Is Frozen Wheatgrass
As Good As Fresh Wheatgrass?
It might even be better. Let me explain.
Freeze and defrost a whole tomato and it will look lot less appetising than it did. Clearly, something irreversible is going on. Plant cells are enclosed in a ridged cellulose cell wall. It is this cell wall that gives plants their overall rigidity - compare a carrot to a chicken breast. When we freeze fruit and vegetables the water they contain turns to ice and expands. This bursts the cells open and destroys the overall structure. Defrosted fruit and vegetables have lost their 'bite'. This is true for pretty much all fruit and vegetables, even the ones sold frozen in the supermarket.
Animal cells are enclosed in a flexible lipid membrane instead of a ridged cell wall and are much less susceptible to cell bursting.
What does this mean for the health value of frozen fruit and vegetables?
Broadly speaking, there are two reasons your Mum made you eat all your vegetables: fibre and vitamins.
Fibre, the indigestible part of your vegetable diet, is more or less unchanged by freezing even though is is the cellulose cell walls that burst that make up most of this fibre.
Vitamins are organic compounds required in our diet in tiny amounts because we can not synthesise them ourselves and need them for essential functions. The wikipedia entry on vitamins is well worth reading. Freezing does not directly affect vitamins. If you leave fruit and vegetables sitting around, many of the vitamins they contain will slowly become oxidised by free radicals. This is the reason that the anti-oxidant vitamins are good for your health, they get oxidised on your behalf.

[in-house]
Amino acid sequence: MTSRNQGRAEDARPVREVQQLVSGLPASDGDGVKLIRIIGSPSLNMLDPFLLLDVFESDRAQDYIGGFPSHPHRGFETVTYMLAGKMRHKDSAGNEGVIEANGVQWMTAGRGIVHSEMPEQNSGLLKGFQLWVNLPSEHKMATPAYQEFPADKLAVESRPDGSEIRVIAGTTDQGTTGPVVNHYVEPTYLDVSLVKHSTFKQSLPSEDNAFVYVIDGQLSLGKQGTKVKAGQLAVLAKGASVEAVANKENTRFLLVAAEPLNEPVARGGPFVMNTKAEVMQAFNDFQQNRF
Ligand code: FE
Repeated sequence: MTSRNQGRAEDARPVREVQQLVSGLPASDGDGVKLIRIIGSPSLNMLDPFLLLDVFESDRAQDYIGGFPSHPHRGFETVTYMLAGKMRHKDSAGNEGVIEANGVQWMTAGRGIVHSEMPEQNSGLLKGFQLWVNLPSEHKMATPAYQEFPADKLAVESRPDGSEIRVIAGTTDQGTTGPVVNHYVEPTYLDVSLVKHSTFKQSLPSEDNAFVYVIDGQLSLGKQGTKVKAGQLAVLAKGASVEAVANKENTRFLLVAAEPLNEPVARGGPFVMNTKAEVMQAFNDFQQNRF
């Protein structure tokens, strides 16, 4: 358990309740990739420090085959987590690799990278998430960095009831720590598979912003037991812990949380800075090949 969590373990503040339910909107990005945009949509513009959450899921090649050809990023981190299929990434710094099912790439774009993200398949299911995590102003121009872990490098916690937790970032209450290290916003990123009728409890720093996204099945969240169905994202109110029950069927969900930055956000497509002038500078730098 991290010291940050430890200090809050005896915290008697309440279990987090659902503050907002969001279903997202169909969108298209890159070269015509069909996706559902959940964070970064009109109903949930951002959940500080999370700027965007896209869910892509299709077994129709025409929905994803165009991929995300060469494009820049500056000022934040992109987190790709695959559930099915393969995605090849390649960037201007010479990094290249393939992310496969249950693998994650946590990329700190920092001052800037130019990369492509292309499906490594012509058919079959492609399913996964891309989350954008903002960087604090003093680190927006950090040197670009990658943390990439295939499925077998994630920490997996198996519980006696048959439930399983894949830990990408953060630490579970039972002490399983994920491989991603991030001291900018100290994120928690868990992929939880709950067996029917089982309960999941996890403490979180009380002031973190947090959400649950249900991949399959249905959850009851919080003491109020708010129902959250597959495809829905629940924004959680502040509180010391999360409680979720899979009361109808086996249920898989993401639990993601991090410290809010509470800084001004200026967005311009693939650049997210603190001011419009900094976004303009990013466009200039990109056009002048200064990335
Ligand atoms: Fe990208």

The best time to eat vegetables is at the moment they are picked. From that point onward, they loose their anti-oxidant power. The rate of this loss is slowed by cooling. That is part of the reason that food stays fresh for longer when it is kept in the fridge and will last even longer when frozen. So, in terms of health benefit, if you don't have the opportunity to eat your vegetables on the day they are harvested, you are better off eating from frozen. Research on the question started a long time ago, Am Journal Public Health Nations Health, 1932 has been well documented in the media: by the BBC and lots of others, ivillage, explanations.
So, what does this mean for wheatgrass? The same rules apply. The fresher the better. Our wheatgrass is cut, juiced and rapidly frozen all at the same time. The wonderful antioxidant benefit of wheatgrass is protected by its freezing temperature. Once you receive the wheatgrass juice all you need to do is make sure that you keep it frozen until you are ready to drink it. All the other important health giving properties of wheatgrass juice like its chlorophyl and alkalinity ar perfectly preserved.
Didn't I say that frozen wheatgrass juice might even be better? To explain let me answer another question first: why isn't grass a natural part of our diet? Grass cells have a particularly tough cell wall. Try eating plain wheatgrass and a couple of days latter you will see that not much has happened to the grass while it was in your body. Humans lack the natural ability to extract the nutrients from grass.
I may not be a cow but I have wheatgrass juicer!
Ruminants, the specialised grass eaters, like cows and sheep have two tricks up their sleeves. Firstly, they regurgitate partially-digested grass (cud) to re-chew it over and over again. This slowly breaks down the extra tough cell wall in grasses to release the nutrients. And secondly, they cultivate specialised microbes in their fore-stomach, which produce enzymes that break down the cellulose cell wall.
A wheatgrass juicer does this job for us: it bursts the nutrients out of wheatgrass cells so that we can absorb them. But inevitably, some intact cells slip through. Freezing the wheatgrass juice unlocks these last cells. Having said that, this is probably only a minor benefit and not worth doing unless you have some other reason to freeze the wheatgrass.